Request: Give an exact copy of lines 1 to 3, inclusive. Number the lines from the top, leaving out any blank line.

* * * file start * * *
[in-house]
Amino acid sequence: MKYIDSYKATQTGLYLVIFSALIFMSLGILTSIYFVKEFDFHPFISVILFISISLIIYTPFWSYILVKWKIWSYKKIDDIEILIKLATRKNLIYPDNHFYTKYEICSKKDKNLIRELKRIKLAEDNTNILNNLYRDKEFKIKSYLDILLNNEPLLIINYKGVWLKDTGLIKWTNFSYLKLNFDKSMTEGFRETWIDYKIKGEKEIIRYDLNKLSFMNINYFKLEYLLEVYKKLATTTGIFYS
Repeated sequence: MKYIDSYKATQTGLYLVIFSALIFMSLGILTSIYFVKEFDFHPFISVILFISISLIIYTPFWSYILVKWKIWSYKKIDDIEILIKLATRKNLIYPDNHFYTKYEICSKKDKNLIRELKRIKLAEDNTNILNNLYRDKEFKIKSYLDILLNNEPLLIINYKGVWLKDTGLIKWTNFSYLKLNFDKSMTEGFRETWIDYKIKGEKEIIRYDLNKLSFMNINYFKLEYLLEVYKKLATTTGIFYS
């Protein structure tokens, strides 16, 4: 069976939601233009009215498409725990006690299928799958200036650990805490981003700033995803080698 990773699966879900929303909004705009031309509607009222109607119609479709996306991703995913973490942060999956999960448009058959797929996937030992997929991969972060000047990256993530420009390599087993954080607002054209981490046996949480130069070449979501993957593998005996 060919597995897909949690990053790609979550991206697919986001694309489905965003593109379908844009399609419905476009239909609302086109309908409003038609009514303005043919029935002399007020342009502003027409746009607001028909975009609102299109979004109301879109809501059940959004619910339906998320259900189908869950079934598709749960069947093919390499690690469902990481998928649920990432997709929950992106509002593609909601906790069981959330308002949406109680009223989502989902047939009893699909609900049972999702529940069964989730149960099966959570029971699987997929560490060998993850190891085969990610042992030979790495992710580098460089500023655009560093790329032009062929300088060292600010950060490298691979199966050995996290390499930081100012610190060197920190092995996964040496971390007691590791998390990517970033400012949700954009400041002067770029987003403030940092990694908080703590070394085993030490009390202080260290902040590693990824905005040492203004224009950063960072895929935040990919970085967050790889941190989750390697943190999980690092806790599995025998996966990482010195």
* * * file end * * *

[in-house]
Amino acid sequence: MKYIDSYKATQTGLYLVIFSALIFMSLGILTSIYFVKEFDFHPFISVILFISISLIIYTPFWSYILVKWKIWSYKKIDDIEILIKLATRKNLIYPDNHFYTKYEICSKKDKNLIRELKRIKLAEDNTNILNNLYRDKEFKIKSYLDILLNNEPLLIINYKGVWLKDTGLIKWTNFSYLKLNFDKSMTEGFRETWIDYKIKGEKEIIRYDLNKLSFMNINYFKLEYLLEVYKKLATTTGIFYS
Repeated sequence: MKYIDSYKATQTGLYLVIFSALIFMSLGILTSIYFVKEFDFHPFISVILFISISLIIYTPFWSYILVKWKIWSYKKIDDIEILIKLATRKNLIYPDNHFYTKYEICSKKDKNLIRELKRIKLAEDNTNILNNLYRDKEFKIKSYLDILLNNEPLLIINYKGVWLKDTGLIKWTNFSYLKLNFDKSMTEGFRETWIDYKIKGEKEIIRYDLNKLSFMNINYFKLEYLLEVYKKLATTTGIFYS